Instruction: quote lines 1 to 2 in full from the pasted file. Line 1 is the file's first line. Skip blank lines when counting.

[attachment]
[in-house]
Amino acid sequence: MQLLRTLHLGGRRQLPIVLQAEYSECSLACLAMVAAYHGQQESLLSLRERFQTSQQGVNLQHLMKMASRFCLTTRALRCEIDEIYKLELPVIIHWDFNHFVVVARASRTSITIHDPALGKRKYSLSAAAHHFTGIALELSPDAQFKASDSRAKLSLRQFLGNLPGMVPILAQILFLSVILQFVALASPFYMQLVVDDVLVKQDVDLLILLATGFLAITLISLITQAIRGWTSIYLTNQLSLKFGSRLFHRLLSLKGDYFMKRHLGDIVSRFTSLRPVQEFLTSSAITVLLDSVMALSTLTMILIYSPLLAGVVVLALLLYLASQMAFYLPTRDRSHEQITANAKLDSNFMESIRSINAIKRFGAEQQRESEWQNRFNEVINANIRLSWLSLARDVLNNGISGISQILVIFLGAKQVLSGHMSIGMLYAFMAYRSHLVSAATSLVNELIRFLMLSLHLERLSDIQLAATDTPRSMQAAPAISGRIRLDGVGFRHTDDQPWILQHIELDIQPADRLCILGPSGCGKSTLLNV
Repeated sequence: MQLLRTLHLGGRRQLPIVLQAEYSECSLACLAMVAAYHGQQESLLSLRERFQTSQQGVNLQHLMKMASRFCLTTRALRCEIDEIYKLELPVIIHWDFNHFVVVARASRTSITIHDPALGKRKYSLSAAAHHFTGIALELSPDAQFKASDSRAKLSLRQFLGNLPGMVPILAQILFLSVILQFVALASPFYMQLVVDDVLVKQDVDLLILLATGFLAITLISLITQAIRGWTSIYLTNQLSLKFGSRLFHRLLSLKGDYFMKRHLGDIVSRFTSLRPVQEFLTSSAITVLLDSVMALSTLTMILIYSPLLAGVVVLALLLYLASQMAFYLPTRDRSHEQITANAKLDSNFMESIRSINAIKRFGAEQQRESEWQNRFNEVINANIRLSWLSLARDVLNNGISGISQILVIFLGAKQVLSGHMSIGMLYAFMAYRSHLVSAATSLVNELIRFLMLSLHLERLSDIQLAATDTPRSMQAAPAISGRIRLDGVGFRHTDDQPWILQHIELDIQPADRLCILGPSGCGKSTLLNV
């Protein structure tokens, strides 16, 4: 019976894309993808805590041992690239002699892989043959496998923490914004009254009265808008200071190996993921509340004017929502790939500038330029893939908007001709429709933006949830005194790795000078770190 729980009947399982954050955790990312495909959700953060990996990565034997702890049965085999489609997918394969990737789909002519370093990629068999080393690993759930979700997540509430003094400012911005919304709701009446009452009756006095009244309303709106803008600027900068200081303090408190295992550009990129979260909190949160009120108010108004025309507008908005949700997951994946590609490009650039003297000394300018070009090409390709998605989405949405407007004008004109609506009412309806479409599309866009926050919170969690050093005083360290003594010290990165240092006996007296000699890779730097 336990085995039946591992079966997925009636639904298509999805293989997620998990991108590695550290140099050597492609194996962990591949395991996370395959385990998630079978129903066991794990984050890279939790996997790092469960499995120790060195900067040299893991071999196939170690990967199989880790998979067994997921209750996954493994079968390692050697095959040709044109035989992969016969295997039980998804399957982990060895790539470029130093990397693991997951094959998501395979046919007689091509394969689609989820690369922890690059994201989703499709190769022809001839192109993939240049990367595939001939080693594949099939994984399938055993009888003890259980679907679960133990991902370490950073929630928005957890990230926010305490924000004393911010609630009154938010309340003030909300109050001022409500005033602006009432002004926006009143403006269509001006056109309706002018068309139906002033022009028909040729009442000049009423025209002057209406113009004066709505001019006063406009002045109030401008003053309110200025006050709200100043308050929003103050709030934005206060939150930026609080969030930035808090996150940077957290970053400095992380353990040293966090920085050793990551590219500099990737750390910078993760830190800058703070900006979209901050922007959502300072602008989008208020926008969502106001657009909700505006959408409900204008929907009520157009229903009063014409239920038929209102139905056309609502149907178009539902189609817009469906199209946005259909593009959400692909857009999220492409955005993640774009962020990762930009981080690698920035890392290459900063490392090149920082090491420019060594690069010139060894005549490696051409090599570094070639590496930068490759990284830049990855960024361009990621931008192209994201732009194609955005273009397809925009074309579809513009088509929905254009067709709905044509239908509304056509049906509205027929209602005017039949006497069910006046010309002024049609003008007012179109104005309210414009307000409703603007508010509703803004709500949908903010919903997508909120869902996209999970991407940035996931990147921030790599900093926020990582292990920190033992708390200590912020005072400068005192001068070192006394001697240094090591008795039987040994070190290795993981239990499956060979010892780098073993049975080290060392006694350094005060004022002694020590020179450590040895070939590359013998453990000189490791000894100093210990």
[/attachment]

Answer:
[in-house]
Amino acid sequence: MQLLRTLHLGGRRQLPIVLQAEYSECSLACLAMVAAYHGQQESLLSLRERFQTSQQGVNLQHLMKMASRFCLTTRALRCEIDEIYKLELPVIIHWDFNHFVVVARASRTSITIHDPALGKRKYSLSAAAHHFTGIALELSPDAQFKASDSRAKLSLRQFLGNLPGMVPILAQILFLSVILQFVALASPFYMQLVVDDVLVKQDVDLLILLATGFLAITLISLITQAIRGWTSIYLTNQLSLKFGSRLFHRLLSLKGDYFMKRHLGDIVSRFTSLRPVQEFLTSSAITVLLDSVMALSTLTMILIYSPLLAGVVVLALLLYLASQMAFYLPTRDRSHEQITANAKLDSNFMESIRSINAIKRFGAEQQRESEWQNRFNEVINANIRLSWLSLARDVLNNGISGISQILVIFLGAKQVLSGHMSIGMLYAFMAYRSHLVSAATSLVNELIRFLMLSLHLERLSDIQLAATDTPRSMQAAPAISGRIRLDGVGFRHTDDQPWILQHIELDIQPADRLCILGPSGCGKSTLLNV